“Be patient toward all that is unsolved in your heart and try to love the questions themselves, like locked rooms and like books that are now written in a very foreign tongue. Do not now seek the answers, which cannot be given to you because you would not be able to live them. And the point is, to live everything. Live the questions now. Perhaps you will then gradually, without noticing it, live along some distant day into the answer.” – Rainer Maria Rilke
At the core of transition anxiety is our discomfort with the unknown. We, as a culture, are very attached to the definites and tangible of life: we want a date, a time, a number, a checklist, an answer. For the vast majority of my clients, their engagement or motherhood anxiety is relieved once the wedding or birth comes to pass. It’s in the anticipation that the anxiety overwhelms us, the state of “not-knowing” that defines the liminal stage of transitions, and once we’re on the solid ground of knowing, a significant chunk of the anxiety is relieved. Until the next transition…
I see this need to move out of the unknown most clearly during the wedding and motherhood transitions, but it can certainly manifest any time. With the wedding the questions that can’t be answered are: Will our marriage last? Will something happen to one of us? Will one of us have an affair? Am I making a mistake? With the transition into parenthood the questions are: Will my baby be healthy? Will I survive labor? Will I enjoy being a mother or father? Will I fall in love with my baby? Again, once the wedding date or birth date have passed, some of the questions find answers and anxiety is lessened. But we would be well served to learn how to make peace with the unknown instead of needing to push to find the answers as life is perpetually presenting us with situations that are inherently unknown and often permanently unknowable.
One of the most challenging times for an impending mother is the final weeks of her pregnancy. Full of the expectancy of meeting her child and becoming a mother, she lives in a constant state of questions. This state of uncertainty is amplified by the fact that she has no idea when she will go into labor as it’s her baby, not her, that decides when the birth process will begin. This reminds me of another of my favorite quotes, a poem by Emily Dickinson:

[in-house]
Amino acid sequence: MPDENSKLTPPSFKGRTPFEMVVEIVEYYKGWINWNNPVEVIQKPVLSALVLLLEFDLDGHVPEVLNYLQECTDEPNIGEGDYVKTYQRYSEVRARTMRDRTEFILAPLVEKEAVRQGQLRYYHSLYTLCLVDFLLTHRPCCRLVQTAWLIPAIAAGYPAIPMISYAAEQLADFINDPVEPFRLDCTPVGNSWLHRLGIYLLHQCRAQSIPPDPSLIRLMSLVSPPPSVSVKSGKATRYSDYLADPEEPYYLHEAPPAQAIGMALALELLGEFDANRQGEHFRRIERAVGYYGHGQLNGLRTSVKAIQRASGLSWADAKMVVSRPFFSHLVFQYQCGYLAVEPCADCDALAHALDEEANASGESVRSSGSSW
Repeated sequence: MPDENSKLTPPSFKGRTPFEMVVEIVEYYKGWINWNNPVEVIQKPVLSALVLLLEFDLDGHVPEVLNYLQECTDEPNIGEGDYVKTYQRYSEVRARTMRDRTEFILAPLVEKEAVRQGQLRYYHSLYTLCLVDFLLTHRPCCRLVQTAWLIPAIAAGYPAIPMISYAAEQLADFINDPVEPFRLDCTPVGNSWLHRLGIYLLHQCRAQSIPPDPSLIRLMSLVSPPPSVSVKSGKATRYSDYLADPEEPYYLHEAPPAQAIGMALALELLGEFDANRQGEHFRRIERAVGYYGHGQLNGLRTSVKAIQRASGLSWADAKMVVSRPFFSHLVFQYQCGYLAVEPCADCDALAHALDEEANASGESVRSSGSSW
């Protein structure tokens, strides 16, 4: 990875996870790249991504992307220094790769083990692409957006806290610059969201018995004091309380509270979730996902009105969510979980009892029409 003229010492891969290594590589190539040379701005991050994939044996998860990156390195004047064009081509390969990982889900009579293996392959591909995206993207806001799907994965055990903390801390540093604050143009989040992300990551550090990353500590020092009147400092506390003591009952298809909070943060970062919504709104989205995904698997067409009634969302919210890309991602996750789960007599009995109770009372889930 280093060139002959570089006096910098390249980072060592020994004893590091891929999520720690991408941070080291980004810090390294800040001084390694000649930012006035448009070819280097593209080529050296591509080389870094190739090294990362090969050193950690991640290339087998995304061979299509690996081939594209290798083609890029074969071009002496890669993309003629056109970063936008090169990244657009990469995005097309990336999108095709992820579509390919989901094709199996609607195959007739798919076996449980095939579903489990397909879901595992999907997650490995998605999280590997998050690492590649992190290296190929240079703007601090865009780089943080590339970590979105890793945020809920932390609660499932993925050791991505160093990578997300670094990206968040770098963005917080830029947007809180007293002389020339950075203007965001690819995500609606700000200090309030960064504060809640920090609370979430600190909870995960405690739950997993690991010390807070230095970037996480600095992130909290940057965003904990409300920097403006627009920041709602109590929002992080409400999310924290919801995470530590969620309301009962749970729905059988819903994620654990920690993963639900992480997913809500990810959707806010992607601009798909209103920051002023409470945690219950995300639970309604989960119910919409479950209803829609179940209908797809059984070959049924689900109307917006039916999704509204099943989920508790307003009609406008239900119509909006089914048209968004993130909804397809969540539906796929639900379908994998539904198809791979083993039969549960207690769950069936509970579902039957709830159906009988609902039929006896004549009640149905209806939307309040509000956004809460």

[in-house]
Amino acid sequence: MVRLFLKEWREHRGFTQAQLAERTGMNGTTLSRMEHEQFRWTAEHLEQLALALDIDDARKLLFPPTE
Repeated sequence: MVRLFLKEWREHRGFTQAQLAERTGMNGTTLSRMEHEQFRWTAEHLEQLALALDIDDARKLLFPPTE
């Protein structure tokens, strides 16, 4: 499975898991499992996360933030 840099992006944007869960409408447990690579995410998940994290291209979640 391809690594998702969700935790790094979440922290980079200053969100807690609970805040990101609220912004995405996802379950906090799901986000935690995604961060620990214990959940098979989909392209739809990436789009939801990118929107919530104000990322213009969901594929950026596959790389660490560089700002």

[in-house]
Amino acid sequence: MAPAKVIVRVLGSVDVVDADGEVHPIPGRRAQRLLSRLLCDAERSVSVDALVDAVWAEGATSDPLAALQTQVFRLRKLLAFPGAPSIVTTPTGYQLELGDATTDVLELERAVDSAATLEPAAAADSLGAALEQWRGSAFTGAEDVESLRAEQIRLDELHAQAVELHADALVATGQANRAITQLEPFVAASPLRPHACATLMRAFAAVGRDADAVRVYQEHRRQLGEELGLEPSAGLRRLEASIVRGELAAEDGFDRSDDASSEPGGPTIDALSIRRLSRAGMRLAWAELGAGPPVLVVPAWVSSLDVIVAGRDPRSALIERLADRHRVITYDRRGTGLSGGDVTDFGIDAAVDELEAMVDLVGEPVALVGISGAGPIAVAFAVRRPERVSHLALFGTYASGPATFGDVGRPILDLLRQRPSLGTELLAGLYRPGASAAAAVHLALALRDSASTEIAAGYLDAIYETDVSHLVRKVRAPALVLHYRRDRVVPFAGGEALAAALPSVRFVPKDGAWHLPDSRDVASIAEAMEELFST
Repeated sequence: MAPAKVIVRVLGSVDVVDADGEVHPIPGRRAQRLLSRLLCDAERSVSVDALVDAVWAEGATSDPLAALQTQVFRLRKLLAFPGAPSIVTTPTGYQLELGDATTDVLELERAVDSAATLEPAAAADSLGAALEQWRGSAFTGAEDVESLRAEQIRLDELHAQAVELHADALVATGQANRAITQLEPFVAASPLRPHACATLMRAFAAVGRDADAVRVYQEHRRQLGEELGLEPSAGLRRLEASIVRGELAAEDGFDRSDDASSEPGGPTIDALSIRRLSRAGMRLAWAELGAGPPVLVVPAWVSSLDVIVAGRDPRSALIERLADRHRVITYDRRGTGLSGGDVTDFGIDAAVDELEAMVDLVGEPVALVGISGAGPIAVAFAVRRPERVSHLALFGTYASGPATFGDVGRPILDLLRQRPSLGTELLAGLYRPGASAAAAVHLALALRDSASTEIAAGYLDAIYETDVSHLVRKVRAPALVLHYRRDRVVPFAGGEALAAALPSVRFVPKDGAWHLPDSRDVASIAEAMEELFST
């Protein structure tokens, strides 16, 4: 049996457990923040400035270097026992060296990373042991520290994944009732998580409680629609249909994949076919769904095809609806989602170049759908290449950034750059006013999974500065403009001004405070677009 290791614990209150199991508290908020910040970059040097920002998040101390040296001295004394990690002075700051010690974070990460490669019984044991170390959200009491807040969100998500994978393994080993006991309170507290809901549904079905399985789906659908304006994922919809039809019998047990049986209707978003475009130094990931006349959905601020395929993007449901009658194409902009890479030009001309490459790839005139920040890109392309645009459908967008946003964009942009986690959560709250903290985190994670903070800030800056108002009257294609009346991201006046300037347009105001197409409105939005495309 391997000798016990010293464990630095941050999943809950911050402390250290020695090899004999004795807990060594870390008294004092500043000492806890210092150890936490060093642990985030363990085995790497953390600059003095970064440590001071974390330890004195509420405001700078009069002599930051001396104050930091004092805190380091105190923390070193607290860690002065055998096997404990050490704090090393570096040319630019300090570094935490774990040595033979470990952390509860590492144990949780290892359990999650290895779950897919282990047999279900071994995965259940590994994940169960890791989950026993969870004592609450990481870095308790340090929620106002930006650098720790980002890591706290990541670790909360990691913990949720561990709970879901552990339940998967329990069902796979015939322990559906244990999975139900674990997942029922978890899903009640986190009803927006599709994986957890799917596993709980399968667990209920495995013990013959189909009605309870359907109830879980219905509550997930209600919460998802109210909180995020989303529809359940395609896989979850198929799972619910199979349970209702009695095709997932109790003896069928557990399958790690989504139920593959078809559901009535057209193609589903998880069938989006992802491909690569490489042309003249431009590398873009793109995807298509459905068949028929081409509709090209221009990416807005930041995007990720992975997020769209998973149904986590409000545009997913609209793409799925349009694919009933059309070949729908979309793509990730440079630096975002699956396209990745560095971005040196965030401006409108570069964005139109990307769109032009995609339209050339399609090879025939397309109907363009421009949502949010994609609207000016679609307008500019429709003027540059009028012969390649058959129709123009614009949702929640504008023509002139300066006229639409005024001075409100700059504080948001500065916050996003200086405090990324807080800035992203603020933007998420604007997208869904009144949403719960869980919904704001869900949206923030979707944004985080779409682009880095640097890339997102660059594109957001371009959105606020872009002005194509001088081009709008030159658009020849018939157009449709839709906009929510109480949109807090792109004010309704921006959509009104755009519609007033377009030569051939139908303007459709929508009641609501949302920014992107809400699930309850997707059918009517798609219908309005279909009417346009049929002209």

If you were coming in the fall,
I’d brush the summer by
With half a smile and half a spurn,
As housewives do a fly.
If I could see you in a year,
I’d wind the months in balls,
And put them each in separate drawers,
Until their time befalls.
If only centuries delayed,
I’d count them on my hand,
Subtracting till my fingers dropped
Into Van Diemen’s land.
If certain, when this life was out,
That yours and mine should be,
I’d toss it yonder like a rind,
And taste eternity.
But now, all ignorant of the length
Of time’s uncertain wing,
It goads me, like the goblin bee,
That will not state its sting.
For some women, this state of now-knowing is intolerable and, sadly, leads them to schedule a C-section. While I understand that sometimes C-sections are medically necessary and am grateful that the possibility exists, when a woman chooses an unnecessary C-section she’s truncating one of nature’s most powerful opportunities for growth. Still, as she’ll quickly learn in her life a mother, controlling when her baby is born is probably the last thing she’ll be able to control. Life with kids is an endless string of days where we must, if we’re to retain our sanity, come to some sort of peace with living and loving the questions.
Last week, I found myself wishing for a definite answer regarding when my cat would die. I immediately recognized how painful and uncomfortable it was to sit in this realm of not-knowing: How many more days would she be here? How much longer would we be talking to Everest about Mocha’s inevitable death? How much longer would we be cleaning up her drool and messes? The part of me that wanted to know and wrap up this phase in a tidy way was tempted to schedule her death. But as I had already done that twice and cancelled twice, I remained committed to my intention to honor her natural life cycle and trusted that, if we needed to bring someone into our home to assist with her dying, the decision would arise from clarity instead of discomfort or impatience. Instead, I took that deep breath of surrender that I encourage my clients to take and continued to practice loving and living the questions, reminding myself that once this is “wrapped up”, another sea of questions would arrive on the waves of this fundamentally unknowable life.